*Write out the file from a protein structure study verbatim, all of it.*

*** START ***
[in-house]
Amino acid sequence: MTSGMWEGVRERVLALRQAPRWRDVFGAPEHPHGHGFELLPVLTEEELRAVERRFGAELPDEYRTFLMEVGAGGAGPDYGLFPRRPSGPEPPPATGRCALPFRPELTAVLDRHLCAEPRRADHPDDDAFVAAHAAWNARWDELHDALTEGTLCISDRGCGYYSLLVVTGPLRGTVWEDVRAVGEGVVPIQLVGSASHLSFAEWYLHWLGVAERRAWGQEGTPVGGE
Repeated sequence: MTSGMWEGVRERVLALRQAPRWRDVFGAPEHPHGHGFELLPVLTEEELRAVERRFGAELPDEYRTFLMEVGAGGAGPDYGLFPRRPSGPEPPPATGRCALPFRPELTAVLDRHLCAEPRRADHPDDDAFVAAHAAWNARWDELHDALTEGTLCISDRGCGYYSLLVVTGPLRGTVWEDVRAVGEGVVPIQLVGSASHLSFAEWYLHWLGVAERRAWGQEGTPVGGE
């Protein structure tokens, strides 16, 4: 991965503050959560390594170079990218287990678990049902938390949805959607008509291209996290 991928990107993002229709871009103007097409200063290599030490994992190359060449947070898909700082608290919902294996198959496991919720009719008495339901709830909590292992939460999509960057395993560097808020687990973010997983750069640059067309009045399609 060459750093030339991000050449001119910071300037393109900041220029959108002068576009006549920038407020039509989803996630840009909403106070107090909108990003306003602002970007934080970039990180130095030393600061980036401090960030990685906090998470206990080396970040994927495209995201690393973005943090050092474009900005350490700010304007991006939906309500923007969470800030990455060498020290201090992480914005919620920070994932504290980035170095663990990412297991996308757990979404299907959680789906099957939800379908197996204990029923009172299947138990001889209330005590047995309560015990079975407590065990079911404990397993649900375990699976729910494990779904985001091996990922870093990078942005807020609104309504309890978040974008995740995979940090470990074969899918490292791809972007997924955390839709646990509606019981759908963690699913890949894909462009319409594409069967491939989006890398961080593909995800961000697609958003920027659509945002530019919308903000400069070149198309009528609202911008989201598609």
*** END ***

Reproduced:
[in-house]
Amino acid sequence: MTSGMWEGVRERVLALRQAPRWRDVFGAPEHPHGHGFELLPVLTEEELRAVERRFGAELPDEYRTFLMEVGAGGAGPDYGLFPRRPSGPEPPPATGRCALPFRPELTAVLDRHLCAEPRRADHPDDDAFVAAHAAWNARWDELHDALTEGTLCISDRGCGYYSLLVVTGPLRGTVWEDVRAVGEGVVPIQLVGSASHLSFAEWYLHWLGVAERRAWGQEGTPVGGE
Repeated sequence: MTSGMWEGVRERVLALRQAPRWRDVFGAPEHPHGHGFELLPVLTEEELRAVERRFGAELPDEYRTFLMEVGAGGAGPDYGLFPRRPSGPEPPPATGRCALPFRPELTAVLDRHLCAEPRRADHPDDDAFVAAHAAWNARWDELHDALTEGTLCISDRGCGYYSLLVVTGPLRGTVWEDVRAVGEGVVPIQLVGSASHLSFAEWYLHWLGVAERRAWGQEGTPVGGE
């Protein structure tokens, strides 16, 4: 991965503050959560390594170079990218287990678990049902938390949805959607008509291209996290 991928990107993002229709871009103007097409200063290599030490994992190359060449947070898909700082608290919902294996198959496991919720009719008495339901709830909590292992939460999509960057395993560097808020687990973010997983750069640059067309009045399609 060459750093030339991000050449001119910071300037393109900041220029959108002068576009006549920038407020039509989803996630840009909403106070107090909108990003306003602002970007934080970039990180130095030393600061980036401090960030990685906090998470206990080396970040994927495209995201690393973005943090050092474009900005350490700010304007991006939906309500923007969470800030990455060498020290201090992480914005919620920070994932504290980035170095663990990412297991996308757990979404299907959680789906099957939800379908197996204990029923009172299947138990001889209330005590047995309560015990079975407590065990079911404990397993649900375990699976729910494990779904985001091996990922870093990078942005807020609104309504309890978040974008995740995979940090470990074969899918490292791809972007997924955390839709646990509606019981759908963690699913890949894909462009319409594409069967491939989006890398961080593909995800961000697609958003920027659509945002530019919308903000400069070149198309009528609202911008989201598609």